Given the concentration-dependent double-edged effect of atorvastatin on angiogenesis and endothelial cell migration, it remains to be determined which effects would be likely to be relevant in vivo. The maximal atorvastatin plasma concentrations are ≈0.04 μmol/L with the use of therapeutically relevant doses of 20 mg/d, ie, in a concentration range for which proangiogenic and promigratory effects have been detected in the present study.35 In addition, the antiangiogenic cerivastatin concentrations (25 ng/mL) used in the study of Vincent et al15 were ≈10-fold higher than the maximal plasma concentration achieved in patients after cerivastatin therapy.16 Finally, high-dose atorvastatin therapy (40 mg/d) did increase the levels and functional activity of EPCs in patients with stable coronary artery diseases.25 These data suggest that statin therapy in vivo more closely resembles the low concentrations and, therefore, more likely may improve rather than inhibit neovascularization. This fits with various clinical studies showing improvement of endothelial function and NO generation,2–6,8–10⇓⇓⇓⇓⇓⇓⇓ which is an essential mediator for ischemia-induced neovascularization.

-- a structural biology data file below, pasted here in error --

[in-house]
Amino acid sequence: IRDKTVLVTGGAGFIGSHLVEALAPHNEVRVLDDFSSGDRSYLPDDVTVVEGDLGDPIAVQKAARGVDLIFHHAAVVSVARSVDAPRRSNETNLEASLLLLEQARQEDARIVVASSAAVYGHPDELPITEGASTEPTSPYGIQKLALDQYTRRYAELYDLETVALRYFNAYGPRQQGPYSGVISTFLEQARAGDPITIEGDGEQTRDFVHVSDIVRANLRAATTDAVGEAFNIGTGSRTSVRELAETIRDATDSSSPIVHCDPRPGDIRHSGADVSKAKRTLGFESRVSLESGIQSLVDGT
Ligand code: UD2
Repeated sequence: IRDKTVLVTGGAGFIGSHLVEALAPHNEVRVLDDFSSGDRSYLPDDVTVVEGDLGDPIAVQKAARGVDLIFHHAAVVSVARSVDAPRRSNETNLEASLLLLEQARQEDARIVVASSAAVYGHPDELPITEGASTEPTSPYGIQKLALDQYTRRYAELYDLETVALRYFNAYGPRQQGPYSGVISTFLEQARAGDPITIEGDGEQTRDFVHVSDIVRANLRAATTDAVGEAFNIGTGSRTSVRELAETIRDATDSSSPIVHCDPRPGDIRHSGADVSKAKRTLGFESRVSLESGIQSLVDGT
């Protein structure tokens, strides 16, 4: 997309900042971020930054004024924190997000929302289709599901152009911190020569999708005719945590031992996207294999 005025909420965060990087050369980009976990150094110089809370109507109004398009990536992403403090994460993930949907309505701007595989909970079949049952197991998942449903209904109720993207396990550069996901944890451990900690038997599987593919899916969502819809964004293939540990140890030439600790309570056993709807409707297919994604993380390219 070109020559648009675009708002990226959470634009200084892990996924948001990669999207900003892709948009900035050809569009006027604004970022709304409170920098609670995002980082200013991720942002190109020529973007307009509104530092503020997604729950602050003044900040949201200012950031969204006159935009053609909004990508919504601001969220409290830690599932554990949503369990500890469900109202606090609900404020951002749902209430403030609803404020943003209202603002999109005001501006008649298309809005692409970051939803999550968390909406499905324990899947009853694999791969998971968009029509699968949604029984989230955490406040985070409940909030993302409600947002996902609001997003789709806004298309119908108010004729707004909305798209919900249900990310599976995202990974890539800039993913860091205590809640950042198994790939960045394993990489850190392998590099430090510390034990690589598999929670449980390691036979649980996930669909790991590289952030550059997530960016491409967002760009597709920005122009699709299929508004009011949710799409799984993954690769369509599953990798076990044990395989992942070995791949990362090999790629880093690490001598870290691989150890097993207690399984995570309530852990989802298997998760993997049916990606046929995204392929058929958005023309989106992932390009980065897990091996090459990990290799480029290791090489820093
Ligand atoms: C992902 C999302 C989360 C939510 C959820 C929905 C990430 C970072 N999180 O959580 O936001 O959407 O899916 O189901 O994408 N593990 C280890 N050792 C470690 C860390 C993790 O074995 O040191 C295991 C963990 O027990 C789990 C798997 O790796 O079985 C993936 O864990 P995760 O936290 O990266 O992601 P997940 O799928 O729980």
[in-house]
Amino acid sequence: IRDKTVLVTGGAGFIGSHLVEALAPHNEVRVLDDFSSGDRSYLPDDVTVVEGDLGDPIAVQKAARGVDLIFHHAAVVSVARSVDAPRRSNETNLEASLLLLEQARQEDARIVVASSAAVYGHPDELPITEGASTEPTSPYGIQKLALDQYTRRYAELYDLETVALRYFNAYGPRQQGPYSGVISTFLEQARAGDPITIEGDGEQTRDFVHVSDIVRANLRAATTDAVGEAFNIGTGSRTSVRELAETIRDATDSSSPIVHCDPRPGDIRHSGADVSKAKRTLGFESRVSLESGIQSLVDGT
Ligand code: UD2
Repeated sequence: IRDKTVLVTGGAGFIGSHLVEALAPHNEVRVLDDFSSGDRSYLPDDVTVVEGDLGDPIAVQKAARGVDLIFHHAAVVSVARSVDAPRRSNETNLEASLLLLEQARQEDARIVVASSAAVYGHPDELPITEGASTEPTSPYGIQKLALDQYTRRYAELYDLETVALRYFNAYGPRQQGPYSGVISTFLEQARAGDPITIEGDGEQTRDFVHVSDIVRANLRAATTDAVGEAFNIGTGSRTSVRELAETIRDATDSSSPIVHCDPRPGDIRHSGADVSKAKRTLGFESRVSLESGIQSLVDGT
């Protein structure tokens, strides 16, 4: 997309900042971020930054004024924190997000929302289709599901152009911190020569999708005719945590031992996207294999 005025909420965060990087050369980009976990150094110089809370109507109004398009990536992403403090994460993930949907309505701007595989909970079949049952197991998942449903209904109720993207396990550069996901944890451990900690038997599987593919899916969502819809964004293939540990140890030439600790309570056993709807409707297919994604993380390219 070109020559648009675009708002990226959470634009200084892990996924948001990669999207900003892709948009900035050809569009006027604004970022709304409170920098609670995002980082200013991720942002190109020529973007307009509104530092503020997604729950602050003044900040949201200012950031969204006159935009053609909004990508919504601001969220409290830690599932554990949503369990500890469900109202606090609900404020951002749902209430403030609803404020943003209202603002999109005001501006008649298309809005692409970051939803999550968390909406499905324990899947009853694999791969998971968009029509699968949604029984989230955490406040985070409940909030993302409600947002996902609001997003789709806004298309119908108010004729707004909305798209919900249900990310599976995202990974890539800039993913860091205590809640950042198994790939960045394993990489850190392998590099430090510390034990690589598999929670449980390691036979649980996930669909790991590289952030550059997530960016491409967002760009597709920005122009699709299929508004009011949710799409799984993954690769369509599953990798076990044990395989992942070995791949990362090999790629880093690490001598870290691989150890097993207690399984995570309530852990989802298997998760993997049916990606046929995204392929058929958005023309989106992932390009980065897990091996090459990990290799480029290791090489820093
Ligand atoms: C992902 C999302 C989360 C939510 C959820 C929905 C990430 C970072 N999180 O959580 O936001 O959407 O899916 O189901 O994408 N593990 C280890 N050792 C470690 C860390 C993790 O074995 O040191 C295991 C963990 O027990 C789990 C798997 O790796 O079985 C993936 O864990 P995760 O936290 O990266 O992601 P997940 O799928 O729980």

The mechanism by which statins stimulate angiogenesis requires further investigation. In accordance with the study by Kureishi et al, 8 our data suggest that the PI3K pathway plays an essential role in migration and tube formation. The activation of the Akt pathway appears to involve the small GTP-binding protein Ras. These results are surprising and unexpected, because various studies have demonstrated that statins prevent the geranylgeranylation of small GTP-binding proteins (namely, Rho), thereby inhibiting its function.36 However, the inhibitory effects of Rho are achieved only when high concentrations of statins are used and are not involved in statin-induced Akt activation and cell migration. This is evidenced by the finding that two different Rho kinase inhibitors revealed no effect (Figure 6E) and that statins are effective at concentrations that do not increase the eNOS level, a process well established to be caused by Rho inhibition.36 How statins activate Ras and the PI3K-Akt pathway remains to be determined. Although the effects of statins are reversed by mevalonate, which implicates the involvement of HMG-CoA reductase inhibition, we cannot rule out the possibility that statins have additional effects beyond the enzymatic inactivation of HMG-CoA reductase. An HMG-CoA reductase–independent effect of statins is supported by the activating effects of low statin concentrations on Ras, which would be assumed to be inhibited as a consequence of HMG-CoA reductase blockade. Interestingly, a very recent report by the Walsh group (Soltys et al37) demonstrates that fatty acids can block Akt activation. Therefore, one may speculate that statins somehow interact with lipid signaling. Given the complexity of the potential effector pathways, further studies are necessary to determine the molecular mechanisms for activation of the PI3K-Akt pathway by statins.